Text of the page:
AGR Blog

Brexit and graduate attitudes to work


Brexit blog pic

Tony Markov, UK Business Development Manager at, shares new insight on how graduate attitudes to work are changing in light of Brexit.


It’s no secret that graduates across the UK have more than enough stress and fears to deal with, but it seems like the rabbit hole is getting deeper. 2017 has brought a new animal into the mix in the form of Brexit and this is influencing the way graduates view their job prospects.

Research by found that Brexit induced nail biting has grown exponentially in the minds of 2017 graduates since the start of the year. In January a third (35.5%) painted Brexit as a viable threat to future employment, but this has now jumped to almost two-thirds (64.9 per cent) at this point in 2017.

All of this wouldn’t be as troublesome if the market consisted of students who were ready tackle these political tidal waves. Unfortunately, this cannot and should not be expected, and it reflects in our research.

Just over half (54.4%) of students expecting to graduate this year have faint ideas about what they would like to do in the next six months and 57.1% are likely to join the illustrious gig economy purely out of necessity.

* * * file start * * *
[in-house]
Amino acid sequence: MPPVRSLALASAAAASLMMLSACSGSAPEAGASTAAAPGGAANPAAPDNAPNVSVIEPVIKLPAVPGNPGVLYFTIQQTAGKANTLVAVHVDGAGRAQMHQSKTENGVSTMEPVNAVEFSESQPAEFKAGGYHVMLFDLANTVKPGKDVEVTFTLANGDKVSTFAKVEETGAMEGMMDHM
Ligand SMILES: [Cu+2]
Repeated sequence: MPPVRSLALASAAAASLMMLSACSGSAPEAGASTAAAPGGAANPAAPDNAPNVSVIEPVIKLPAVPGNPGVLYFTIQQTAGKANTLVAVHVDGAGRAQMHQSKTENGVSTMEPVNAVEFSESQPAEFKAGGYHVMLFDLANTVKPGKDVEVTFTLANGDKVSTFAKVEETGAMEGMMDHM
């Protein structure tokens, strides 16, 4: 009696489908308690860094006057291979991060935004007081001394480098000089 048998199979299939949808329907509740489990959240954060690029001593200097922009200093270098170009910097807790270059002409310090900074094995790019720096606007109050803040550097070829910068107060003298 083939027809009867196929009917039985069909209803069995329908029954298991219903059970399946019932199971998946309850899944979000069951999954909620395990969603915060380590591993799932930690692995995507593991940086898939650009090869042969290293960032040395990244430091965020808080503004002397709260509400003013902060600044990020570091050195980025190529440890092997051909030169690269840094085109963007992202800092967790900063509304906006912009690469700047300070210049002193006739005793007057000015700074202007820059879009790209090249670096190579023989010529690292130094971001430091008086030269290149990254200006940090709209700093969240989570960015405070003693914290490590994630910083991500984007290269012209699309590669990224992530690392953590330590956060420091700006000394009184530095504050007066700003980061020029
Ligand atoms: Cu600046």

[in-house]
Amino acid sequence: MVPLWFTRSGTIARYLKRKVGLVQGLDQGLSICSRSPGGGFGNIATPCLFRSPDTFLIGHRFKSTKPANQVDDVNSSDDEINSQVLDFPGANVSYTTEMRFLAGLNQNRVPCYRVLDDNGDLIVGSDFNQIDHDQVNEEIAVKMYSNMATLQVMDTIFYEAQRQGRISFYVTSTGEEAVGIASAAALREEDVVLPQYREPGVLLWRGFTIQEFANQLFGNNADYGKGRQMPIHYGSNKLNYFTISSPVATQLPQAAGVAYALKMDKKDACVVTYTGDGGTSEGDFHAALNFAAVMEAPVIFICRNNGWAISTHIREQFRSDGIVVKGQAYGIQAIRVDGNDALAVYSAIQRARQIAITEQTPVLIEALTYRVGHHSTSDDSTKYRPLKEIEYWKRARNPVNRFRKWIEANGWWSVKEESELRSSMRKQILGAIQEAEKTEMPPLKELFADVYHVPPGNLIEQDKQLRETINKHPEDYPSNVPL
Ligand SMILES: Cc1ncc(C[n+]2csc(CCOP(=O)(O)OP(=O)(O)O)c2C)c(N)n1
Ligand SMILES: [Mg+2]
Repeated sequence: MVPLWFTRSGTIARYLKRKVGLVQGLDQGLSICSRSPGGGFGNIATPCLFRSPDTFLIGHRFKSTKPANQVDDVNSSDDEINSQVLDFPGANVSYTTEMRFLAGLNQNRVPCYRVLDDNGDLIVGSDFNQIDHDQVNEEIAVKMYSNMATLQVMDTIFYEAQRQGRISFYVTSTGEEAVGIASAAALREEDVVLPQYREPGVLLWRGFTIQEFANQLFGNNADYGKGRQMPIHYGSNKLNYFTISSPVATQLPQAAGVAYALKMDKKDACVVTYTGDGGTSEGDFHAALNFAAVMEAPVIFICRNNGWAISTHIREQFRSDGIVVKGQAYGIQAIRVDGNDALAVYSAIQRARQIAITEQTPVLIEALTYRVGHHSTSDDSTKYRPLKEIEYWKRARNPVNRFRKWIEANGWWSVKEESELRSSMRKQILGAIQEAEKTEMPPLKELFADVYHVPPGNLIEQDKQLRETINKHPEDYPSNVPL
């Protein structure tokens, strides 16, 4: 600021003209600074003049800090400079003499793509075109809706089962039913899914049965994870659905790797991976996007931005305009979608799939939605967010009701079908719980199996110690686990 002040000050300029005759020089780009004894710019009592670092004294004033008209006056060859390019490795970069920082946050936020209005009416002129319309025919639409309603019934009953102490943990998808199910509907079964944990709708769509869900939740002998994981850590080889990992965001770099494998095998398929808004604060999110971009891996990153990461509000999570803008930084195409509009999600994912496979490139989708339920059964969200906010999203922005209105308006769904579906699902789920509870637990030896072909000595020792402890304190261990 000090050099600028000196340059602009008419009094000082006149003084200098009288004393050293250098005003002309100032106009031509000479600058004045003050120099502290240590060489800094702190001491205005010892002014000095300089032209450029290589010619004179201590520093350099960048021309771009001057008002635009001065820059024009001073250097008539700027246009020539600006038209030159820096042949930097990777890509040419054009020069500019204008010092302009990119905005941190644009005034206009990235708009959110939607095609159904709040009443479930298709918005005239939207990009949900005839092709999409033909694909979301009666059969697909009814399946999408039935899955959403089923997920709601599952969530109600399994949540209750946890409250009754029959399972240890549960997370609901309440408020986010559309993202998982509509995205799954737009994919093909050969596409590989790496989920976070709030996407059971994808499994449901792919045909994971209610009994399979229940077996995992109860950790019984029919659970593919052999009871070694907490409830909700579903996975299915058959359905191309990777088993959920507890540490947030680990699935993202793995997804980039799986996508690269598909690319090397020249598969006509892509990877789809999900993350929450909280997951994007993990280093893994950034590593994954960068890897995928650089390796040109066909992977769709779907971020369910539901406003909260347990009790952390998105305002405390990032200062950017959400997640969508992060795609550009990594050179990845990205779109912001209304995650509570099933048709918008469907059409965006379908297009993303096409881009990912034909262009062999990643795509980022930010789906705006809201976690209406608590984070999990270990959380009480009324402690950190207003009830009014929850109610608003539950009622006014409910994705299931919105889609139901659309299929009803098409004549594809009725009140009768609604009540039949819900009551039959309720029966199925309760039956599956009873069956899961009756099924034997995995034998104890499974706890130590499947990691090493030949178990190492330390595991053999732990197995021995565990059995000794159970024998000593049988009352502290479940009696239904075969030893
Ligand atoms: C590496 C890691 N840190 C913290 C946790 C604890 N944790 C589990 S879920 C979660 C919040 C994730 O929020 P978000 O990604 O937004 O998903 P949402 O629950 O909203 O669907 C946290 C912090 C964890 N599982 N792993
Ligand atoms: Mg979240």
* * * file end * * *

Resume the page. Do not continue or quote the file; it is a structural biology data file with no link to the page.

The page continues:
However, here’s the kicker.

While the bulk of graduates are feeling lost when it comes to what to do next, seven out of 10 felt that they would be more optimistic about landing a job in 2017 if the Labour party would have won the general election. To contrast this, only 16.1% felt a Conservative party government would open up the doors they so desperately are longing for. This is very likely related to the soft vs hard Brexit debate.

Regardless, when life gives you lemons - make lemonade. This is the time when graduate employers could see this predicament as an opportunity to reassess their communications.

While students are worried and unsure about their prospects post graduation, proactive and transparent communication regarding the opportunities available and what it’s like to work in a company will help to incite trust. And positioning your brand as one that’s progressive and flexing to meet the changes Brexit demands will become ever more important.


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